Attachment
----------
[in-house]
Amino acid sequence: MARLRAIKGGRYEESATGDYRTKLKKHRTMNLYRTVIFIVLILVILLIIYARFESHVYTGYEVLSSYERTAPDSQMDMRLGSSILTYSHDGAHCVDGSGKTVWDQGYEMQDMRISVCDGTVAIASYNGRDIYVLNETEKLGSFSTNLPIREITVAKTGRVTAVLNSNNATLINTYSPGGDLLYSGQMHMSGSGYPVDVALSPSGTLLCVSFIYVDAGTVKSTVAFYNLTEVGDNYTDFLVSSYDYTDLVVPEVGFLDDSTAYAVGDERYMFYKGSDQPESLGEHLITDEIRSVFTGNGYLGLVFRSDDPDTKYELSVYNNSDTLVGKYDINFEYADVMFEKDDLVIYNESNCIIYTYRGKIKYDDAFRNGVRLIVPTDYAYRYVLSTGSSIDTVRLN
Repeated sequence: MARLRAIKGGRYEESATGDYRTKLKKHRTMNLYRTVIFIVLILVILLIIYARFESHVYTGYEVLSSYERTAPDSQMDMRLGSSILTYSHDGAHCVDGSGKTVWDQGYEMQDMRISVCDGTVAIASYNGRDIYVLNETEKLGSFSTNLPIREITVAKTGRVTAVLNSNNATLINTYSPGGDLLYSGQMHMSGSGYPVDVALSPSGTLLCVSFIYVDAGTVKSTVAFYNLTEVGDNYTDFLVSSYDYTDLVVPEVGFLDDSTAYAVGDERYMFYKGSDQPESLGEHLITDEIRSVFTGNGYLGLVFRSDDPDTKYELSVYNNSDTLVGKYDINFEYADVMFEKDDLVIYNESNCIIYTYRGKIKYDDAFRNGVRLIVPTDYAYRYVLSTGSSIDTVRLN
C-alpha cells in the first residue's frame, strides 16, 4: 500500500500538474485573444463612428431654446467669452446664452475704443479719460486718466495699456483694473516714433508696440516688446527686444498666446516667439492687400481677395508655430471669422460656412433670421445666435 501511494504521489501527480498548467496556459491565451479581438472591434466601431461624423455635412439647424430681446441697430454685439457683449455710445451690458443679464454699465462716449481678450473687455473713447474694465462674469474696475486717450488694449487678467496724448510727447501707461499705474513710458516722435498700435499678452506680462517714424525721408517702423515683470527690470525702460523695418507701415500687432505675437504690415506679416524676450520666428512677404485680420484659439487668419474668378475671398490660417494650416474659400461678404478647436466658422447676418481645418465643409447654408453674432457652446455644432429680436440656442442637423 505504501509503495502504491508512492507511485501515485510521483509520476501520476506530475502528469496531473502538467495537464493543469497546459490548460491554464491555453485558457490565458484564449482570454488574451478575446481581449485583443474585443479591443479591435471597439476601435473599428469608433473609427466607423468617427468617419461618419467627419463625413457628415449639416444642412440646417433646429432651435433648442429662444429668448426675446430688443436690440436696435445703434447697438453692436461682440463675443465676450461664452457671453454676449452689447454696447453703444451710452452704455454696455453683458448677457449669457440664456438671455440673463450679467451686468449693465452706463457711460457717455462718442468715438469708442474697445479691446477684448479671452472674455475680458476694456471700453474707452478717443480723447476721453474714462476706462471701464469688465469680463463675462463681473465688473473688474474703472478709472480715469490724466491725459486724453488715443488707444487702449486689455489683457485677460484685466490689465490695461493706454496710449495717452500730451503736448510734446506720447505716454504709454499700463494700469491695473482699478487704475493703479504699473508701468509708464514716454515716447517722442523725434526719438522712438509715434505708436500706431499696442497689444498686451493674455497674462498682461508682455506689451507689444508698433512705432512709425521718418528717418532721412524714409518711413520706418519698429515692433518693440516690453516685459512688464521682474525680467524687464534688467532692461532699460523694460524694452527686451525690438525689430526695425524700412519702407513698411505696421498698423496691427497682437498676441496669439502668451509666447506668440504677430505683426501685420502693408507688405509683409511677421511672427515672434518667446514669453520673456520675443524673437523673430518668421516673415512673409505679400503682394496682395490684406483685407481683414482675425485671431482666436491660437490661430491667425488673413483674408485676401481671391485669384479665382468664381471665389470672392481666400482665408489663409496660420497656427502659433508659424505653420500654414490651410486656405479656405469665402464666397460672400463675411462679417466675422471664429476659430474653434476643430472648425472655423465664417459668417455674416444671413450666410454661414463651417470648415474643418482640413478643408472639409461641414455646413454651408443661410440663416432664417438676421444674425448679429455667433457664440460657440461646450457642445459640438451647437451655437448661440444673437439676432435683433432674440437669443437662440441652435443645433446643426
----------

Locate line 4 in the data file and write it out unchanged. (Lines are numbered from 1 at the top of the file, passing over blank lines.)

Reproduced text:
C-alpha cells in the first residue's frame, strides 16, 4: 500500500500538474485573444463612428431654446467669452446664452475704443479719460486718466495699456483694473516714433508696440516688446527686444498666446516667439492687400481677395508655430471669422460656412433670421445666435 501511494504521489501527480498548467496556459491565451479581438472591434466601431461624423455635412439647424430681446441697430454685439457683449455710445451690458443679464454699465462716449481678450473687455473713447474694465462674469474696475486717450488694449487678467496724448510727447501707461499705474513710458516722435498700435499678452506680462517714424525721408517702423515683470527690470525702460523695418507701415500687432505675437504690415506679416524676450520666428512677404485680420484659439487668419474668378475671398490660417494650416474659400461678404478647436466658422447676418481645418465643409447654408453674432457652446455644432429680436440656442442637423 505504501509503495502504491508512492507511485501515485510521483509520476501520476506530475502528469496531473502538467495537464493543469497546459490548460491554464491555453485558457490565458484564449482570454488574451478575446481581449485583443474585443479591443479591435471597439476601435473599428469608433473609427466607423468617427468617419461618419467627419463625413457628415449639416444642412440646417433646429432651435433648442429662444429668448426675446430688443436690440436696435445703434447697438453692436461682440463675443465676450461664452457671453454676449452689447454696447453703444451710452452704455454696455453683458448677457449669457440664456438671455440673463450679467451686468449693465452706463457711460457717455462718442468715438469708442474697445479691446477684448479671452472674455475680458476694456471700453474707452478717443480723447476721453474714462476706462471701464469688465469680463463675462463681473465688473473688474474703472478709472480715469490724466491725459486724453488715443488707444487702449486689455489683457485677460484685466490689465490695461493706454496710449495717452500730451503736448510734446506720447505716454504709454499700463494700469491695473482699478487704475493703479504699473508701468509708464514716454515716447517722442523725434526719438522712438509715434505708436500706431499696442497689444498686451493674455497674462498682461508682455506689451507689444508698433512705432512709425521718418528717418532721412524714409518711413520706418519698429515692433518693440516690453516685459512688464521682474525680467524687464534688467532692461532699460523694460524694452527686451525690438525689430526695425524700412519702407513698411505696421498698423496691427497682437498676441496669439502668451509666447506668440504677430505683426501685420502693408507688405509683409511677421511672427515672434518667446514669453520673456520675443524673437523673430518668421516673415512673409505679400503682394496682395490684406483685407481683414482675425485671431482666436491660437490661430491667425488673413483674408485676401481671391485669384479665382468664381471665389470672392481666400482665408489663409496660420497656427502659433508659424505653420500654414490651410486656405479656405469665402464666397460672400463675411462679417466675422471664429476659430474653434476643430472648425472655423465664417459668417455674416444671413450666410454661414463651417470648415474643418482640413478643408472639409461641414455646413454651408443661410440663416432664417438676421444674425448679429455667433457664440460657440461646450457642445459640438451647437451655437448661440444673437439676432435683433432674440437669443437662440441652435443645433446643426